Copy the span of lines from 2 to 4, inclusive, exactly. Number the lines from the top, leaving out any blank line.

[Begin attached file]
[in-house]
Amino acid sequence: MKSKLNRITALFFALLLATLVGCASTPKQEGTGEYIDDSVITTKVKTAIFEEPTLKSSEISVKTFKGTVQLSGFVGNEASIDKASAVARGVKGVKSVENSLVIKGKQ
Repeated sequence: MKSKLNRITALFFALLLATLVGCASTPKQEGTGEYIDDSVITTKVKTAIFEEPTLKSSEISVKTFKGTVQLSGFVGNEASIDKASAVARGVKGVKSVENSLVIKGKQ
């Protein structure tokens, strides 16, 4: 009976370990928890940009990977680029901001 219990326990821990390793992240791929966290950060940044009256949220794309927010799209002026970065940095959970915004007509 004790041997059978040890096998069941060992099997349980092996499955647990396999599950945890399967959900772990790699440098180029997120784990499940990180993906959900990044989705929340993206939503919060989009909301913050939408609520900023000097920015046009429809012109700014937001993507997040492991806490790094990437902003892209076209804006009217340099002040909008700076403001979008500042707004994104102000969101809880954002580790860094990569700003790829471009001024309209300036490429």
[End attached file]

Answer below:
Amino acid sequence: MKSKLNRITALFFALLLATLVGCASTPKQEGTGEYIDDSVITTKVKTAIFEEPTLKSSEISVKTFKGTVQLSGFVGNEASIDKASAVARGVKGVKSVENSLVIKGKQ
Repeated sequence: MKSKLNRITALFFALLLATLVGCASTPKQEGTGEYIDDSVITTKVKTAIFEEPTLKSSEISVKTFKGTVQLSGFVGNEASIDKASAVARGVKGVKSVENSLVIKGKQ
């Protein structure tokens, strides 16, 4: 009976370990928890940009990977680029901001 219990326990821990390793992240791929966290950060940044009256949220794309927010799209002026970065940095959970915004007509 004790041997059978040890096998069941060992099997349980092996499955647990396999599950945890399967959900772990790699440098180029997120784990499940990180993906959900990044989705929340993206939503919060989009909301913050939408609520900023000097920015046009429809012109700014937001993507997040492991806490790094990437902003892209076209804006009217340099002040909008700076403001979008500042707004994104102000969101809880954002580790860094990569700003790829471009001024309209300036490429």